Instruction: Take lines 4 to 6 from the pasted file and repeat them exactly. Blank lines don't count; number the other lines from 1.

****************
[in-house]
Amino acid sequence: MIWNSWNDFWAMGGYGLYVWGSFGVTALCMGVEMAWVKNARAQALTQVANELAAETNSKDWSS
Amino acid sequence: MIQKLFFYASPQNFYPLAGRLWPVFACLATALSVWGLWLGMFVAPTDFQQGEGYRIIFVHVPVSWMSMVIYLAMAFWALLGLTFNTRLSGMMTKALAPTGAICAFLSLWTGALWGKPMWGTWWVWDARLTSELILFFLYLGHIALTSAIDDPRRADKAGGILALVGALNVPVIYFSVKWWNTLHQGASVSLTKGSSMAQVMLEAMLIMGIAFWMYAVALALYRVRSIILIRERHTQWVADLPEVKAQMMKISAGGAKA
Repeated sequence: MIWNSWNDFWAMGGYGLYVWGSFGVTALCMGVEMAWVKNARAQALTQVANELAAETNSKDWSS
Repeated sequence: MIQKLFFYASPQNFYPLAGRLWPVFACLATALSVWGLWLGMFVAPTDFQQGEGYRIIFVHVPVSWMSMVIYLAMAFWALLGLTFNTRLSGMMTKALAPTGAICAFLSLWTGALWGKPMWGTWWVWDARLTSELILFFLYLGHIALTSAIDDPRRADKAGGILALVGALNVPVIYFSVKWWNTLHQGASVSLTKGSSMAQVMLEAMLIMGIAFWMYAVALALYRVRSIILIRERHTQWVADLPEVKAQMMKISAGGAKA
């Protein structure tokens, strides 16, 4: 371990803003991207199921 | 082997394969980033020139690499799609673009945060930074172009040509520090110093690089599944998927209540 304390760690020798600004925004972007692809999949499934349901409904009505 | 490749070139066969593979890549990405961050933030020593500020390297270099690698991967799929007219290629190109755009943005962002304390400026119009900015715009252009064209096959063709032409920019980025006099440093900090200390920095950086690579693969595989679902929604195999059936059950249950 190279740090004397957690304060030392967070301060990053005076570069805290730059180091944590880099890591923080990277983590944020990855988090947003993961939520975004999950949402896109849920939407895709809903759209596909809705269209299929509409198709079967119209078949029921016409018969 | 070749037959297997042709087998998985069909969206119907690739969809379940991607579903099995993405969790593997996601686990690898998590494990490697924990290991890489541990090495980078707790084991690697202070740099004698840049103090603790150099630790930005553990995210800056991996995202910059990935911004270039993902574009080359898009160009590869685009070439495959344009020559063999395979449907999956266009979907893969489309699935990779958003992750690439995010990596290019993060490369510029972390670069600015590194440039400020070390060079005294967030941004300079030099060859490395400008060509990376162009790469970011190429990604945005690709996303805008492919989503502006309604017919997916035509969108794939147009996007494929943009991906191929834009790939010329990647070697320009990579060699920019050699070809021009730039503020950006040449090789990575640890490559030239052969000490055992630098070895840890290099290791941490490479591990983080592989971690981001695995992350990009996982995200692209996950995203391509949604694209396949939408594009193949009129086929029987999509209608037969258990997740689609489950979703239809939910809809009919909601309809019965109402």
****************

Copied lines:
Repeated sequence: MIWNSWNDFWAMGGYGLYVWGSFGVTALCMGVEMAWVKNARAQALTQVANELAAETNSKDWSS
Repeated sequence: MIQKLFFYASPQNFYPLAGRLWPVFACLATALSVWGLWLGMFVAPTDFQQGEGYRIIFVHVPVSWMSMVIYLAMAFWALLGLTFNTRLSGMMTKALAPTGAICAFLSLWTGALWGKPMWGTWWVWDARLTSELILFFLYLGHIALTSAIDDPRRADKAGGILALVGALNVPVIYFSVKWWNTLHQGASVSLTKGSSMAQVMLEAMLIMGIAFWMYAVALALYRVRSIILIRERHTQWVADLPEVKAQMMKISAGGAKA
């Protein structure tokens, strides 16, 4: 371990803003991207199921 | 082997394969980033020139690499799609673009945060930074172009040509520090110093690089599944998927209540 304390760690020798600004925004972007692809999949499934349901409904009505 | 490749070139066969593979890549990405961050933030020593500020390297270099690698991967799929007219290629190109755009943005962002304390400026119009900015715009252009064209096959063709032409920019980025006099440093900090200390920095950086690579693969595989679902929604195999059936059950249950 190279740090004397957690304060030392967070301060990053005076570069805290730059180091944590880099890591923080990277983590944020990855988090947003993961939520975004999950949402896109849920939407895709809903759209596909809705269209299929509409198709079967119209078949029921016409018969 | 070749037959297997042709087998998985069909969206119907690739969809379940991607579903099995993405969790593997996601686990690898998590494990490697924990290991890489541990090495980078707790084991690697202070740099004698840049103090603790150099630790930005553990995210800056991996995202910059990935911004270039993902574009080359898009160009590869685009070439495959344009020559063999395979449907999956266009979907893969489309699935990779958003992750690439995010990596290019993060490369510029972390670069600015590194440039400020070390060079005294967030941004300079030099060859490395400008060509990376162009790469970011190429990604945005690709996303805008492919989503502006309604017919997916035509969108794939147009996007494929943009991906191929834009790939010329990647070697320009990579060699920019050699070809021009730039503020950006040449090789990575640890490559030239052969000490055992630098070895840890290099290791941490490479591990983080592989971690981001695995992350990009996982995200692209996950995203391509949604694209396949939408594009193949009129086929029987999509209608037969258990997740689609489950979703239809939910809809009919909601309809019965109402």